What Hebrews is saying here is that in the Christian life we must go on listening to God’s Word in Jesus. And we must do this with very close attention. We cannot treat this casually. We cannot act as if we already know all we need to know, or that we have nothing to gain from listening to Jesus. There is an urgency here in Hebrews 2:1. Literally it says, “It is exceedingly necessary that we give heed to what we have heard.” It is not just an option that you can do if you are especially spiritual or have a crisis in front of you or if you are at camp or if you need to prepare some lesson. This is a word to all Christians: it is “exceedingly necessary to give heed” to Jesus as the Word of God.
John Piper, Sermons from John Piper (1990–1999) (Minneapolis, MN: Desiring God, 2007).
So – God is speaking through Jesus – it is exceedingly necessary that we listen, OR, says the writer of Hebrews, we will drift away to a very dangerous place. How dangerous is that drifting away? It’s life or death! On that, Spurgeon writes:
Hark: “How shall we escape, if we neglect so great salvation?” Not if we resist it, reject it, despise it, oppose it; but if we neglect it. If a man is in business, it is not necessary that he should commit forgery in order to fail; he can fail by simply neglecting his business. If a man is sick, he need not commit suicide by taking poison; he can do it just as surely by neglecting to take proper medicines. So is it in the things of God, neglect is as ruinous as distinct and open opposition: “How shall we escape, if we neglect so great salvation;”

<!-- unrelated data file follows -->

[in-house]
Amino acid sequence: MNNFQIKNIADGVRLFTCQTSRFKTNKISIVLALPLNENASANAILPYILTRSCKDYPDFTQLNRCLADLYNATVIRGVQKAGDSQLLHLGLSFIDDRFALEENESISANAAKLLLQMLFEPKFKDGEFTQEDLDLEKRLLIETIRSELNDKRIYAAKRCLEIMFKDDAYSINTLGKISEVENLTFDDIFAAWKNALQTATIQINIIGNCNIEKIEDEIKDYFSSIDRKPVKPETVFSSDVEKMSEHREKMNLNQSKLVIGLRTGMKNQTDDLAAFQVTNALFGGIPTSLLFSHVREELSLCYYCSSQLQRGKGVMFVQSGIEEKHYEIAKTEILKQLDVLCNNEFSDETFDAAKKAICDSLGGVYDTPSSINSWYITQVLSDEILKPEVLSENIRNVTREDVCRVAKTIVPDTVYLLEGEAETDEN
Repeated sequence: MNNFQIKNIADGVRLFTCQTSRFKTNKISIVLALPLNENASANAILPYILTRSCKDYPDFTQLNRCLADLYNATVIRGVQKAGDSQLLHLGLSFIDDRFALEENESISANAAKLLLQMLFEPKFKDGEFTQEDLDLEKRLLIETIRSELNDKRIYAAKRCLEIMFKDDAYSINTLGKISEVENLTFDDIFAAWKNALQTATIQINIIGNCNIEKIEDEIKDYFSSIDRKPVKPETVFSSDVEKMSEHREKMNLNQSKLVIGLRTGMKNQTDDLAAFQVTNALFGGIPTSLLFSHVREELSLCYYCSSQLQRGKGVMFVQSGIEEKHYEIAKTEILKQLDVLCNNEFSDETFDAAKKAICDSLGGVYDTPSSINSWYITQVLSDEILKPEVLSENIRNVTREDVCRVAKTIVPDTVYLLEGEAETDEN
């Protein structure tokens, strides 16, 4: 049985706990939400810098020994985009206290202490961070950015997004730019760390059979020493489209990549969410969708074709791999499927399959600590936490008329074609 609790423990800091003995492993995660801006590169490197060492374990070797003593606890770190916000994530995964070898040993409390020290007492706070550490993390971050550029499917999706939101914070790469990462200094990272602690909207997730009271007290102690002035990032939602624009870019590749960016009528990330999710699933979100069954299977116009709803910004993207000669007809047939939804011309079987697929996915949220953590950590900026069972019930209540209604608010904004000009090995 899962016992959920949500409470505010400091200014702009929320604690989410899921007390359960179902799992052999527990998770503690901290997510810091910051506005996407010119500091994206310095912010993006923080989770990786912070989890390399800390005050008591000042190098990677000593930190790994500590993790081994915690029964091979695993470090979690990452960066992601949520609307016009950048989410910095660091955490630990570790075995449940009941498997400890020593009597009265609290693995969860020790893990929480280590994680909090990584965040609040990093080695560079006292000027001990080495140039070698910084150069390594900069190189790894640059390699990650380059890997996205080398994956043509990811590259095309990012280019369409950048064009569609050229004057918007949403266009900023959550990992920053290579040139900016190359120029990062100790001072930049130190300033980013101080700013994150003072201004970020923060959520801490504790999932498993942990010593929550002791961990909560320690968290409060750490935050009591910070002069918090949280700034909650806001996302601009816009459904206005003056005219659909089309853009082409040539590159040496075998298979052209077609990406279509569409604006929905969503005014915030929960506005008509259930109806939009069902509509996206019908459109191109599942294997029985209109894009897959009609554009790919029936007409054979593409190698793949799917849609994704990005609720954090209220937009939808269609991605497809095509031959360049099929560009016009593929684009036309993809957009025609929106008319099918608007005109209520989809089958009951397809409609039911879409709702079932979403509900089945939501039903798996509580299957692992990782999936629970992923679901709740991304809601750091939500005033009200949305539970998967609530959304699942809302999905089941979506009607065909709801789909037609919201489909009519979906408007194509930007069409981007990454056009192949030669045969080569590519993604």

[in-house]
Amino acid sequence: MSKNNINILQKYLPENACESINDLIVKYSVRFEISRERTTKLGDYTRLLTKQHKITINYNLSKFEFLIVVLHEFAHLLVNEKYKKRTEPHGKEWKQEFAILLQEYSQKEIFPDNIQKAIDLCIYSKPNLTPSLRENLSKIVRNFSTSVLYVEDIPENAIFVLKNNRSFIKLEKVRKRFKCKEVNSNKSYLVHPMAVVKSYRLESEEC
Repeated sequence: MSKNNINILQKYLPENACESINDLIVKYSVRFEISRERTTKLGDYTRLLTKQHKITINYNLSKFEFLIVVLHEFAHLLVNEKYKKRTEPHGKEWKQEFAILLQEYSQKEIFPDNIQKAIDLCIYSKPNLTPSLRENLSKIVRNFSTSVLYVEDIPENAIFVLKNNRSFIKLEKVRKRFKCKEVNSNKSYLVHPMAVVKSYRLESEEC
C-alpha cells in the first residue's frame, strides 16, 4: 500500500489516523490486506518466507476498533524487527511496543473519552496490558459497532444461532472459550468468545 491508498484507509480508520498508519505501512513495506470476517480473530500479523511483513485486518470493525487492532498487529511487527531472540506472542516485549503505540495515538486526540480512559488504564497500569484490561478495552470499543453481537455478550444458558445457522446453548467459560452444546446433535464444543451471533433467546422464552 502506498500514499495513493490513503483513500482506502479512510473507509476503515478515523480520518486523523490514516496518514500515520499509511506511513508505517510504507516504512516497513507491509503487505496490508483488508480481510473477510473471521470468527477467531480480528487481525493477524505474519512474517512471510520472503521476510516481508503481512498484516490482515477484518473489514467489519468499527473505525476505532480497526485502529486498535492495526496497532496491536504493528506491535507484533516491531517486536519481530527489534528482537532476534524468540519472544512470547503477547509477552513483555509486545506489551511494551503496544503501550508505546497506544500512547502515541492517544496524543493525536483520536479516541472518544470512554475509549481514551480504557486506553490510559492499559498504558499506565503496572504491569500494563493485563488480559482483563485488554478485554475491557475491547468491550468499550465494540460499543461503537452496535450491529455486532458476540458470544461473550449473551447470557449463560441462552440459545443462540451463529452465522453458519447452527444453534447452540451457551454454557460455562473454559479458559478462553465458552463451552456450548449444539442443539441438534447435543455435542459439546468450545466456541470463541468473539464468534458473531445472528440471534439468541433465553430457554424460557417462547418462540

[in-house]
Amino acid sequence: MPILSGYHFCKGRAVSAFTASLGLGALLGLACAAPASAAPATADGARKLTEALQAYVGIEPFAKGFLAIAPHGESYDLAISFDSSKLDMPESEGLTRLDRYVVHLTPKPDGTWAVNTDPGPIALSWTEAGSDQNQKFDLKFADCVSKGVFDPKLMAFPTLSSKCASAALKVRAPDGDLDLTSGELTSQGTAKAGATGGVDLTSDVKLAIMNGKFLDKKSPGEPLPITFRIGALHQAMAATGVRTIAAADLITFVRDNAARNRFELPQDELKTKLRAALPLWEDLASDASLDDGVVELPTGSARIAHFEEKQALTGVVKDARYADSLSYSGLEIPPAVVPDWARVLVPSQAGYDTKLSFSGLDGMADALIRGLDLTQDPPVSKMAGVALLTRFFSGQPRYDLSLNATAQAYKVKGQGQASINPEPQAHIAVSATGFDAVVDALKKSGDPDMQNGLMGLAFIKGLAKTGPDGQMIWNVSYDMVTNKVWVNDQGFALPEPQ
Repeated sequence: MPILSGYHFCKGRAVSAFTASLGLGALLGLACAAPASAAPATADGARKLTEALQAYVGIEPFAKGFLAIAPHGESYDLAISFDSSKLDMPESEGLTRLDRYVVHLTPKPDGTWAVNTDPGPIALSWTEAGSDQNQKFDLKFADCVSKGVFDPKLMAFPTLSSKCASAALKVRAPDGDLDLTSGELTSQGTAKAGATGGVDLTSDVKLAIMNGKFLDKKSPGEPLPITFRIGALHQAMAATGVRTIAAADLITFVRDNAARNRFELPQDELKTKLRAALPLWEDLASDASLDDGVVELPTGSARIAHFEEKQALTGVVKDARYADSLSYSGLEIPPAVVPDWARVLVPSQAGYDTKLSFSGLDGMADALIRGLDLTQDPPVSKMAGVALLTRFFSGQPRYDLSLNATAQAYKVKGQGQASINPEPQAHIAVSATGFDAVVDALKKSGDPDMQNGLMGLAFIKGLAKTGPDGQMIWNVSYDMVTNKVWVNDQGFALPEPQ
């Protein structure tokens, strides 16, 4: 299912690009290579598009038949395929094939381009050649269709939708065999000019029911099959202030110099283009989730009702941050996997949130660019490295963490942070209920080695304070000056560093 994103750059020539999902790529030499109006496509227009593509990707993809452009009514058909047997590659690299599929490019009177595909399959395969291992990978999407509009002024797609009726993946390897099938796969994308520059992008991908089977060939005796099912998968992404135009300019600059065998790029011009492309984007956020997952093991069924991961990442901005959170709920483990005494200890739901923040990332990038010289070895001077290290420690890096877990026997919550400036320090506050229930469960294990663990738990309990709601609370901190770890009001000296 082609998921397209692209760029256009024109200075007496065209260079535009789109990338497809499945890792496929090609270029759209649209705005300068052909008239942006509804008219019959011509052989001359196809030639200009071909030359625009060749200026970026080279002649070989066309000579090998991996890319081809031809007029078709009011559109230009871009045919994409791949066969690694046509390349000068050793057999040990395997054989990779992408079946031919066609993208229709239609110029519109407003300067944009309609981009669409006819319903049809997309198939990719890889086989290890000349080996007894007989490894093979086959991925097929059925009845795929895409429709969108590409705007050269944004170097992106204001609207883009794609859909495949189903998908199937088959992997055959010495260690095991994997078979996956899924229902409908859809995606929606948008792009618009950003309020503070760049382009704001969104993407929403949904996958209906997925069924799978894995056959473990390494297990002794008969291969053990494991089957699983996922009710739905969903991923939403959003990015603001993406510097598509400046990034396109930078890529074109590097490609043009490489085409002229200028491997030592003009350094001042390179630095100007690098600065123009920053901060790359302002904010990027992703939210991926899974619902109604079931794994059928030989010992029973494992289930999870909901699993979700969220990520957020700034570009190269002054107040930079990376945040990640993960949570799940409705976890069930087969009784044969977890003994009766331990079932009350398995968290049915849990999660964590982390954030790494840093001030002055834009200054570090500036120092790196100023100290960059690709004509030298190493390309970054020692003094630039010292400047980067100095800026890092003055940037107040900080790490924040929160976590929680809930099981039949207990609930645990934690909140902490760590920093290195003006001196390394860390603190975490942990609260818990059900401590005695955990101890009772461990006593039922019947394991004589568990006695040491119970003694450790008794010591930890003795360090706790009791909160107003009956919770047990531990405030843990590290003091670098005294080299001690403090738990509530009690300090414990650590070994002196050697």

C. H. Spurgeon, “An Earnest Warning against Unbelief,” in The Metropolitan Tabernacle Pulpit Sermons, vol. 56 (London: Passmore & Alabaster, 1910), 477.
So, our first command in Hebrews points us to the Word of God through Jesus – don’t neglect it, but take hold of it with all of your holding. In doing that, we see some exceedingly good news delivered to us, and also a primary reason why we should pay such close attention to the Word of Christ…because not only do His Words ring true, but His life and overcoming of death show that He is Himself truth. Further, His experience of death and the overcoming of death – and His invitation to all of humanity to eternal life by grace through faith give us a doorway to eternal life through Him, and deliver us from death and fear of death!
14 Since therefore the children share in flesh and blood, he himself likewise partook of the same things, that through death he might destroy the one who has the power of death, that is, the devil, 15 and deliver all those who through fear of death were subject to lifelong slavery. 16 For surely it is not angels that he helps, but he helps the offspring of Abraham. Hebrews 2:14-16
Jesus became human so that He could experience the death that we were supposed to experience – the death of one who is separated from God and all hope by their sins. THAT is the death we should have experienced – a hopeless death. Jesus experienced a hopeless and alone death, so that we wouldn’t ever have to face such a prospect, and in doing so, He brought freedom for those who are afraid of dying. THOSE WHO ARE IN CHRIST WILL NEVER HAVE TO FACE DEATH SEPARATED FROM THE FATHER!
So, dear friends: On this Saturday, allow me to urge you to hold fast to the Word of God through Jesus, and to partake of the hope that is available to all who have faith in Him.